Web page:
Le Parisien said the three men, who were not named, were ordered to serve between four to 10 years in prison.
The ruling comes as France has vowed to crack down on racism, hate speech and those glorifying terrorism – including on Twitter – following the bloody attacks that left 17 people dead.
In a message sent out to the country’s prosecutors and judges on Wednesday, France’s Justice Ministry specified the legal basis for arresting people defending or condoning the Paris terror attacks, or supporting racism or anti-Semitism.
But the arrests had already started, and by Wednesday afternoon, the ministry said 54 people had been detained, including a 15-year-old girl who referred to the Kouachis as “my brothers”.
Militant Islamists Said and Cherif Kouachi killed 12 people when they last week stormed the offices of satirical magazine Charlie Hebdo.
Controversial French comedian Dieudonné was one of the people arrested for expressing an “apology for terrorism" after he appeared to sympathise with one of the gunmen in a comment on his Facebook page.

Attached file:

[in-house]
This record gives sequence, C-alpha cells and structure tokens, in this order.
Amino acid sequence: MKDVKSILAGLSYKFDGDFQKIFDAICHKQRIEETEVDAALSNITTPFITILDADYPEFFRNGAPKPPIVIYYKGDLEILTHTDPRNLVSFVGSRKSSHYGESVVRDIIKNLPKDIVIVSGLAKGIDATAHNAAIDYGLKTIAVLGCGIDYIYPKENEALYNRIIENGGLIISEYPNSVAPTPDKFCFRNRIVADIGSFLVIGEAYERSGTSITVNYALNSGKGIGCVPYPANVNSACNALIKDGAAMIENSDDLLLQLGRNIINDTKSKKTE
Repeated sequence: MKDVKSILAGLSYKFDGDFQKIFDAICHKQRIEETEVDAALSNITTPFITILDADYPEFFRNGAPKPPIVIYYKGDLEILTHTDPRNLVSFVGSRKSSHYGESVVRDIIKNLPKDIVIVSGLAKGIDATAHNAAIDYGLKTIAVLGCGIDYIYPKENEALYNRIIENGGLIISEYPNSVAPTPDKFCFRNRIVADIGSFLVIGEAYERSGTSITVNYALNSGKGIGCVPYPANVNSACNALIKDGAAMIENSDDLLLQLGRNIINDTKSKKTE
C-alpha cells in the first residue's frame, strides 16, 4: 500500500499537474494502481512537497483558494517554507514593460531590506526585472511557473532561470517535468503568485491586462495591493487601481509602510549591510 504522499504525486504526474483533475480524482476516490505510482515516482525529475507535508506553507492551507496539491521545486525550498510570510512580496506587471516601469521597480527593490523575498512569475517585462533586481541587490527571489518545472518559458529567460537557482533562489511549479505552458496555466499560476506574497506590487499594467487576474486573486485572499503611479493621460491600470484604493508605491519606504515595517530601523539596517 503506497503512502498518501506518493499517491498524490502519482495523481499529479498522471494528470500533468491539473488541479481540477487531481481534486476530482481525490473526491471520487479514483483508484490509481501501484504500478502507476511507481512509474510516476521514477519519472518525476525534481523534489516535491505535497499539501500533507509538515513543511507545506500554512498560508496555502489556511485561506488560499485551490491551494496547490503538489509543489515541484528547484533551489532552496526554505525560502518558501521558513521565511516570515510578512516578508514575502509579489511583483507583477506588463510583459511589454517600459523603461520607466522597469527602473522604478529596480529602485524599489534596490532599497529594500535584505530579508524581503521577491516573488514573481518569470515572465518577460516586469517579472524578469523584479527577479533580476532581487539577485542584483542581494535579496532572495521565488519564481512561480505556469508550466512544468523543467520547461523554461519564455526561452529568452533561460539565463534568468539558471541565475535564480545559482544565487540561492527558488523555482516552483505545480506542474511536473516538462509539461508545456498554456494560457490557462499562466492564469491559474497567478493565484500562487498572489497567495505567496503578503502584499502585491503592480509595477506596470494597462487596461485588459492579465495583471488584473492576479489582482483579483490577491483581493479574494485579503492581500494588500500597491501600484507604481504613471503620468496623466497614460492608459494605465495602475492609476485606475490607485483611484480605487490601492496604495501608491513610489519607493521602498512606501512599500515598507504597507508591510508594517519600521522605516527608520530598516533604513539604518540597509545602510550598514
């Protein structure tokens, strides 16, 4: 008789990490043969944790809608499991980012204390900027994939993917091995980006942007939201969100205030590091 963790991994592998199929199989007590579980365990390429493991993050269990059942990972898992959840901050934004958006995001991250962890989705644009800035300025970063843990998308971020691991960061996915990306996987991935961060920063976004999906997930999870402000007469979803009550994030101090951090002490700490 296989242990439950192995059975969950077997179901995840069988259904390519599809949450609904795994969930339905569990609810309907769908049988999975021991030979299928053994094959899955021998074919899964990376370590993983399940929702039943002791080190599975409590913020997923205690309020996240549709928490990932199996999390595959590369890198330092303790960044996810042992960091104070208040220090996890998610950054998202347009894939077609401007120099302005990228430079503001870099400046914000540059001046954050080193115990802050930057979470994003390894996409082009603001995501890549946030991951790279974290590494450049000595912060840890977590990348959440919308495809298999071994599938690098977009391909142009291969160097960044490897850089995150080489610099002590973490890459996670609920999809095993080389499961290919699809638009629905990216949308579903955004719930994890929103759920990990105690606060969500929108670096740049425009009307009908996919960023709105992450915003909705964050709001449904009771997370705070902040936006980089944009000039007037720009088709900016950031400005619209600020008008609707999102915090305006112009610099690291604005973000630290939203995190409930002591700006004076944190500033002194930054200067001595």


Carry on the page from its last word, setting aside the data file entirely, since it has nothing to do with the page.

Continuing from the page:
"Tonight, as far as I'm concerned, I feel like Charlie Coulibaly," he wrote — mixing the popular slogan "Je Suis Charlie" used in homage to the journalists killed at satirical magazine Charlie Hebdo, with a reference to gunman Amedy Coulibaly.
Coulibaly killed four Jews at a Jewish supermarket on Friday and a policewoman the day before.
On Friday, French daily Le Point reported that Dieudonné had got into hot water again and had been ordered to pay €6,000 for having launched a crowdfunding campaign in 2013 to help him pay off some of his other outstanding fines. According to French law, it is illegal for people who have been convicted of a crime to seek funds among the public to pay off fines.
The comedian made international headlines in 2013 when French footballer Nicolas Anelka was banned for five matches by English football authorities for using a hand-gesture created by Dieudonné that many people consider anti-Semitic.